From From Louisville KY — 02/12/2010
I've been at VMS for several years and have seen numerous ups and downs. As with most companies, there seems to be many inefficiency issues never addressed because departments are territorial. Middle management appears to more concerned about job preservation than trimming waste to improve the bottom line. Overall, I feel the company has done a pretty good job handling the impact of the recession. Our pay was cut but, as promised, it has been restored. Unfortunately, well before the recession, corporate failed to provide cost of living increases even when reasonable belt-tightening could have made it possible. Not only have we not gotten raises in a very long time, we've seen insurance payroll deductions increase, co-pays increase, and overtime eliminated. I understand that the economy is a hardship for the company, as it is for employees but, honestly, many of us on the lower rungs of the company ladder are struggling. While it isn't the company's obligation to pay us more than they can afford, they can hardly afford to return to the days when turnover was high in positions where training takes literally months. Monitoring is one of those jobs with a long learning curve and minimal standards. There is no incentive to improve production or quality. Those who do improve performance from year-to-year should be rewarded if for no other reason than to reinforce their work ethic and to shame the slackers. Better yet, fire the slackers to save the overhead spent on insurances, taxes, and 401K matching that adds 50-100 percent to the cost of wages in order to offer limited overtime to the most productive monitors who aren't in it purely for the paycheck. Expect and reward professional standards and you'll see the benefit. I really believe this is achievable, especially if overtime eligibility was raised to production of 1.0 for five hours of OT, 1.10 for more than five, and tied to standards set for attendance and quality.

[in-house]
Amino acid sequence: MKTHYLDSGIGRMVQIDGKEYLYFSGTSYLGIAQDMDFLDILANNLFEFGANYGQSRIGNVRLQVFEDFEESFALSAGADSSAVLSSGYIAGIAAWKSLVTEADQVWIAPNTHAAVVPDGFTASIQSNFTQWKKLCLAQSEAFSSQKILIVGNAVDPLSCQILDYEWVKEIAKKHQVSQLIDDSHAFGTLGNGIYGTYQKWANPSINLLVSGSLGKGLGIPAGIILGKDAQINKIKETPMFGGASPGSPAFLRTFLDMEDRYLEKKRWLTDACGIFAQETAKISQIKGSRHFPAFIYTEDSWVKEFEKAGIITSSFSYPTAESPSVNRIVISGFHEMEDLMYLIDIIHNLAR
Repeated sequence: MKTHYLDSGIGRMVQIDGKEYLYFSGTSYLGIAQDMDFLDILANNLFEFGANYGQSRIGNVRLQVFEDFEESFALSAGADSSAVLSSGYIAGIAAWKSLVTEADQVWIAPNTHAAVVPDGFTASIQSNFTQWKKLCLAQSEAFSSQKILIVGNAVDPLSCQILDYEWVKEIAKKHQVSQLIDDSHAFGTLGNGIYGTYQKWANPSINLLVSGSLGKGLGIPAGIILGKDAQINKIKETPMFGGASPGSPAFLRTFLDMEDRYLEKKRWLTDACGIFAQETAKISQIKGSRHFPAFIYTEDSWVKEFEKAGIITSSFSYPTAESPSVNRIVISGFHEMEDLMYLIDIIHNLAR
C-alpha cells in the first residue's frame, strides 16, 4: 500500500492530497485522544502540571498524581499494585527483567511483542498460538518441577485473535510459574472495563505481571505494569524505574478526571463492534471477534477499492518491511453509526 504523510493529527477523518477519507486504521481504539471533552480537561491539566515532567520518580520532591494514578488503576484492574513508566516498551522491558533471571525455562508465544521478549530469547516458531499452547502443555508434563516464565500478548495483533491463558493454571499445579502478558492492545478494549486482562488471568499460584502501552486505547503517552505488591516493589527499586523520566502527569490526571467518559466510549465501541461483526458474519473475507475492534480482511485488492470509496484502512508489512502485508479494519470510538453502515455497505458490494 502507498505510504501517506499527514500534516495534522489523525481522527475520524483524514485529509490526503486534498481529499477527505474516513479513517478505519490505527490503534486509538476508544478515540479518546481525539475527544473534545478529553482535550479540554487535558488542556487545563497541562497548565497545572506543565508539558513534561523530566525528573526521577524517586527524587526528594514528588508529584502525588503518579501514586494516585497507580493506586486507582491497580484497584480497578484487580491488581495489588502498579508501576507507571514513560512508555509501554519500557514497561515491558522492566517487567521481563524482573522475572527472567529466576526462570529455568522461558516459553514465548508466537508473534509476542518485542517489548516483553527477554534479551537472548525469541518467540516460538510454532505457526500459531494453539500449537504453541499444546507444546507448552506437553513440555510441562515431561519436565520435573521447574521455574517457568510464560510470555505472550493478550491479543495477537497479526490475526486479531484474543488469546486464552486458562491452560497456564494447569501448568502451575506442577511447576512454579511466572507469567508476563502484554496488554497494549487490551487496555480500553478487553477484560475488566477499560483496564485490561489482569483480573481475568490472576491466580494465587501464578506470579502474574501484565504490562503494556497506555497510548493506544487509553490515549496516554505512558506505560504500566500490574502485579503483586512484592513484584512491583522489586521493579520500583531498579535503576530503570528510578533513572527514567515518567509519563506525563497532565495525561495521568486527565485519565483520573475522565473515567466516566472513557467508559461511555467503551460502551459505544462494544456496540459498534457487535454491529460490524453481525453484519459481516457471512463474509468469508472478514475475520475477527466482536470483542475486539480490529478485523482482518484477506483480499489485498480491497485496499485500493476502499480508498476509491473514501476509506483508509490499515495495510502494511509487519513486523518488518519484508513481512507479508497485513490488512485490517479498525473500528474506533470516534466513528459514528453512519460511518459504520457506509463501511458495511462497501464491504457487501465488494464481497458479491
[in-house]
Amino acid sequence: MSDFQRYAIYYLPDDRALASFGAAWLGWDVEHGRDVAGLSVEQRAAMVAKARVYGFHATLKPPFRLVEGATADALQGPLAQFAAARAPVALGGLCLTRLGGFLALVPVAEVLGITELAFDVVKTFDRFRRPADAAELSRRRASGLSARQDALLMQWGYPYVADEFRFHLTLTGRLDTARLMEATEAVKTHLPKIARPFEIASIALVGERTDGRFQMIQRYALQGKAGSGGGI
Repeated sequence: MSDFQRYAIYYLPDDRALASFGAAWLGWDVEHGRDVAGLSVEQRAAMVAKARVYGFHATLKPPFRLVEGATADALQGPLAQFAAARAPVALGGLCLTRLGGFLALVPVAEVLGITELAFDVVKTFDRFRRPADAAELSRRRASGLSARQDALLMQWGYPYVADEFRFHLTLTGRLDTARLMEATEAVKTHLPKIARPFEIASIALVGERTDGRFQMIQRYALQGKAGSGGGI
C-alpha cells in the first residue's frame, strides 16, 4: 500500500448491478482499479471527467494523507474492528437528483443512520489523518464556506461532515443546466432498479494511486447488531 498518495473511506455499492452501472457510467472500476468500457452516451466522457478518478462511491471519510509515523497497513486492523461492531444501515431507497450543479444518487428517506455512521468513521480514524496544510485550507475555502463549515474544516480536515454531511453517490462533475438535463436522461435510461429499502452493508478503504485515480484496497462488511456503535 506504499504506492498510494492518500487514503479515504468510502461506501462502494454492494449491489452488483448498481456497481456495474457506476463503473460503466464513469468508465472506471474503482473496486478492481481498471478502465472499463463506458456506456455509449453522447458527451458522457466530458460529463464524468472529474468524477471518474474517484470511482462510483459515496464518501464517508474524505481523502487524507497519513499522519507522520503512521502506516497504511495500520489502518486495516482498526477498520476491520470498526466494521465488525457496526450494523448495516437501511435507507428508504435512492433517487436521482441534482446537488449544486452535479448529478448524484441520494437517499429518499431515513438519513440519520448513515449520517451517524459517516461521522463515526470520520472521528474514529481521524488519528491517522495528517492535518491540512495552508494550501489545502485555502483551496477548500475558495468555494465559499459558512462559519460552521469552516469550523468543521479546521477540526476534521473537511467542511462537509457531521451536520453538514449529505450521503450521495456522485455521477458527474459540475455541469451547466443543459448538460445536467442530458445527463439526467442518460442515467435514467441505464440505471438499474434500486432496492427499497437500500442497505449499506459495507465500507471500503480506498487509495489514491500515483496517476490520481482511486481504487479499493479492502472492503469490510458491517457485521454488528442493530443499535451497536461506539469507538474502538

Where job security is concerned, I have learned that supervisors seem to appreciate me as long as I'm on time, work instead of playing computer games or sending texts or talking on my cell phone, and don't whine about everything. Work-life balance is great because I don't ever have to work swing shift and, even when OT was available, have never been coerced to work it. One really good thing about monitoring: you can't take it home with you.
Career Potential: from what I've seen, there is only potential to make lateral moves where you change jobs but don't get paid more to learn more.
Work environment can be stressful with so many monitors crammed so close together. The department often sounds like a tuberculosis ward during cold and flu seasons, especially with desks positioned end-to-end being shared by shifts. Supervisors are a pleasure to work for and very accommodating as long as you're doing your job and meeting standards.
Co-worker competence: Ask a monitor what they do for a living and they'll tell you, "I get paid to watch the news." This is true, but it takes multi-tasking skills to combine the use of so many senses at such an intense level for so many hours. It is not for those with ADHD or texting-talking habits. You almost need to be anti-social to monitor because you work in isolation. I'm not sure new hires are screened for this. I hate it when monitors whine about their show assignments, which shows are on the pick-up list, that they got written up for constantly arriving late/leaving early/take long lunches without making up time/need forum pages because they think we need to express themselves. I don't want to potluck with you. I don't want to bowl or play softball with you. I don't see any need for an idea committee expect to get an extra long paid break. I'd rather work than read your jibberish on time-killing forum pages. Just shut up, do your job, do it well, and quit talking on your cell phone while I'm taking a leak.
Bottom line: VMS has improved to become a mediocre company to work for. With a little effort by management and employees, it could be fantastic. Unfortunately, mediocrity appears to be the new American norm. What a shame.